It’s go-time, retailers. With temperatures dropping, prices decline, too – and shoppers have to be in the know to take advantage of your holiday sales. The problem is, inboxes soon will be swimming in promotional emails. So, how can you bolster your email marketing strategy to stand out?
This year, approximately 43% of B2C eCommerce marketers plan to prioritize email campaigns as their top marketing channel for holiday sales (Zaius). Last year, 38% of all shoppers were informed of a holiday sale from an email, first and foremost (eMarketer). Segmentation, social channels, fluctuating inventory levels, and data – oh my! Here are email marketing tips to stay on top this season:
Leverage Your Data and Create Custom Segments
It’s true, last year’s holiday season seems far away – but the data points you collected are now your best friend. Look at the behaviors and conversions throughout your subscribers – see what campaigns worked and why some flopped. For example:
- How many people opened your emails?
- Which links got the most clicks?
- What is your optimal send time for individuals to open emails?
- How many people purchase your products?
- How much revenue is generated per campaign?
- Average revenue per subscriber?
All of these points can help you determine how to segment your users. During the holidays, a catchy subject line alone won’t sell business – you have to hit them where it counts, meaning, send something a buyer has been proven to click and convert on. For example, if you typically publish a holiday gift guide (most retailers do), you can easily tailor your campaign to subcategories (e.g., gifts for mom, gifts for grandchild, etc.). Look closely at last years’ conversions, relative open rates, click rates, read rates, time on emails, demographics, which shoppers added giftwrapping to their carts, and more, to determine what your shoppers are looking for, and what they could be tempted to purchase.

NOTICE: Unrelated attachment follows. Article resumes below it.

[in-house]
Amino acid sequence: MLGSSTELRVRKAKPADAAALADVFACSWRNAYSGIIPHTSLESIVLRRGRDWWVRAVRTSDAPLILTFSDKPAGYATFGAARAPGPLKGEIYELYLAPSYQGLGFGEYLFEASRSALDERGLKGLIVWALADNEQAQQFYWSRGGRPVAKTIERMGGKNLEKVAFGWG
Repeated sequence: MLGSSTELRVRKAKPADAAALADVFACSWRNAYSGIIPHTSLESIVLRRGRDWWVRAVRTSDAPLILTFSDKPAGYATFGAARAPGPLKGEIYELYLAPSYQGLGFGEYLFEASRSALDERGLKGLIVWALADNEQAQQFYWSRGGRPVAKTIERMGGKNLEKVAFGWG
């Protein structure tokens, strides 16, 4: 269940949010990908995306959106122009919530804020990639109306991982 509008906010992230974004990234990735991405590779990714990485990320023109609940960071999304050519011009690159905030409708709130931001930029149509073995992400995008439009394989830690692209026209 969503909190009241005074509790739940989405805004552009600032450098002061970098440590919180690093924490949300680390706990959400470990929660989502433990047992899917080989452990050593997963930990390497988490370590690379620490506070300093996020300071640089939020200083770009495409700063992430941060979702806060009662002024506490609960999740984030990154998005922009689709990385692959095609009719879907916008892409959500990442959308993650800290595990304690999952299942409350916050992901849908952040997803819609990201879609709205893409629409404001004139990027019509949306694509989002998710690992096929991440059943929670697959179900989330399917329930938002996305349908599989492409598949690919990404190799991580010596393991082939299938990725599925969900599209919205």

So, for instance, you identified a segment of buyers that purchased giftwrapping. Why not offer it free of charge this year?
Segmenting takes time, but can add a much larger return to your business and deliver a more personalized experience for your shoppers. More people buy through your channel during the holidays. Why wouldn’t you collect and leverage as much data as possible?
Everyone likes a good contest or giveaway, and it’s easy for retailers to generate buzz on social channels. In fact, over 65% of retailers used this marketing tactic to build their email subscriber lists last holiday season, and the trend is expected to continue this year (Clutch, eMarketer). Subscribers acquired through social contests and giveaways can have higher attrition rates, so be sure to segment and monitor them after the post-contest glow has subsided. Keep in mind to use a cohesive creative asset on all digital channels – this includes images, messaging, video, and all digital content. You never want to silo your marketing channels and create a disjointed experience.
Avoid Out-Of-Stock Errors
Make sure you have a contingency plan if (and when) items go out of stock. Bonus points if you can get your product catalog integrated with your email platform. This will give you visibility into what inventory is running low, and enable email marketers to flex messaging. The last thing you want to do is promote a product that can’t be purchased.
You need to be able to switch out product images, links, names, and Stock Keeping Units (SKUs) from an email quickly – which can take 30+ minutes manually. Consider 3rd party augmentations that enhance your emails with real-time image optimization, countdown timers, and other features. This allows you to respond to inventory issues in near-real time, often after an email has been deployed. When mistakes happen, this gives you a way out of sending the “oops” email.
These three tips are – well, just the tip of the iceberg. Use of video, interactive email, even introducing gamification in email campaigns are trends sellers are testing today. Why? Email marketing remains one of the most effective ways to entice buyers to purchase during the holiday season. The trick is to make it personal and social, and don’t promise what you can’t deliver.